Like there was only them in the world

By Albin Hillert, Life on Earth Pictures

Photography is an interesting craft. And for the most part, it is as much about people as it is about skill.

Putting it simply, that meeting with people, of connecting and learning and sharing experiences, is often what makes photography worthwhile.

But then there are also those moments, when the whole sense of interconnectedness is flipped on its side.

Those moments when you capture an image, you pause to look at it, and there’s an unmistakeable feeling of singularity to it — as if the person in front of your camera, something about their focus and their poise, tells you they could just as well have been the only person left in existence on the planet. As if there was simply nothing and no one else.

There’s a few of the times it’s happened to me.

Tupá Mirim Joyan, a Guaraní man from Sao Paulo, Brazil, sings a traditional indigenous chant.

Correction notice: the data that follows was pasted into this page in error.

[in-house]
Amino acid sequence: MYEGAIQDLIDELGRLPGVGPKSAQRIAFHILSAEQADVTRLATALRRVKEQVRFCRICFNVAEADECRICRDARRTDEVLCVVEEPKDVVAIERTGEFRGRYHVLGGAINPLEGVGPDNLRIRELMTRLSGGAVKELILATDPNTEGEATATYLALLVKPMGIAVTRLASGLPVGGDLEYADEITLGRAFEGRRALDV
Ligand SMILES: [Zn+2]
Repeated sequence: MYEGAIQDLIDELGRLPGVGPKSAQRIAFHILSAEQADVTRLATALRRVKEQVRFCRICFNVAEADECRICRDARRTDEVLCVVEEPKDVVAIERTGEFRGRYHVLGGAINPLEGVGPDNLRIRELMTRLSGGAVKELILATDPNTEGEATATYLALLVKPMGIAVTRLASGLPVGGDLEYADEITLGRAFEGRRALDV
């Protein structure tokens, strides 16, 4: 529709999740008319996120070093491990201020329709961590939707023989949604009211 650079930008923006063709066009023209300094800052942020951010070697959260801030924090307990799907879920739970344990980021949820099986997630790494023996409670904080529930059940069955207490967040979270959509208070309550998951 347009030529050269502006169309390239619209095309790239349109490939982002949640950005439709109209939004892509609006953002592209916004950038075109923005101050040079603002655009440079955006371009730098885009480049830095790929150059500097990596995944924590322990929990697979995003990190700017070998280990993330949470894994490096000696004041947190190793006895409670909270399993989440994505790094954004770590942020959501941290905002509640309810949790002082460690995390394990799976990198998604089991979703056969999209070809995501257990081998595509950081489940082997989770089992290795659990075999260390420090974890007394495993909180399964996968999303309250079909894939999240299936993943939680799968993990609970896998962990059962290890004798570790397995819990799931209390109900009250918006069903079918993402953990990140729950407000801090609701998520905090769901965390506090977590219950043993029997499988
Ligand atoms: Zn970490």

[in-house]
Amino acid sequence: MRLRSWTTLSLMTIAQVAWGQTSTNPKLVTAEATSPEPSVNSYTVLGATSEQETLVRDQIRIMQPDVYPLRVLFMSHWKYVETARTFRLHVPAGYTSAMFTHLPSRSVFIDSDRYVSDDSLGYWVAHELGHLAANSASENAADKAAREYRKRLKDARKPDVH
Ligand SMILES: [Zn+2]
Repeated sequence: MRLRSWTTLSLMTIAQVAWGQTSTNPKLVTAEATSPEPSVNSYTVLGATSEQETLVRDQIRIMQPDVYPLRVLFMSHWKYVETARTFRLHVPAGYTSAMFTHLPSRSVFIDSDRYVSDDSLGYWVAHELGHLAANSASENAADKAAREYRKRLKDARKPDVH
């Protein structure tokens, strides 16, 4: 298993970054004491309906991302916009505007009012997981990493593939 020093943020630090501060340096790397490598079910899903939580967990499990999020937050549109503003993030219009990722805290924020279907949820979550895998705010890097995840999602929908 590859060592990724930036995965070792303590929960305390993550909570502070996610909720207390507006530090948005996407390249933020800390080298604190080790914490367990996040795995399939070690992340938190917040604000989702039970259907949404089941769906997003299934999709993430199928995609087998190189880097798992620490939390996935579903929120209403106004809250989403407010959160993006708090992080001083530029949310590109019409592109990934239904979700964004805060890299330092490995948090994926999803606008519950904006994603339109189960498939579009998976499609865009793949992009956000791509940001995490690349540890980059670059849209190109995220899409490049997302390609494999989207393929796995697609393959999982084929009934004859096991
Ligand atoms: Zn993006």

A woman folds her hands in prayer in a church in southern Stockholm, Sweden.
Waded a few metres out into the 80 kilometre expanse of water between the island of Gotland and the Swedish mainland, Erik Sjödin casts a fly at sunset in the hopes of hooking a sea-run trout.
40-year-old Deab Abu Malik herds sheep in the Jordan Valley on the West Bank, Palestine.
A woman waits for the sun to rise at Jabal Allah (‘God’s Mountain’) on the Mount of Olives, Jerusalem.
Mousa Usmanou from the Central African Republic looks out from his farmstead in the Borgop refugee camp, Cameroon.
A man rides his bike along a road in the far north region, Cameroon.

What do you think?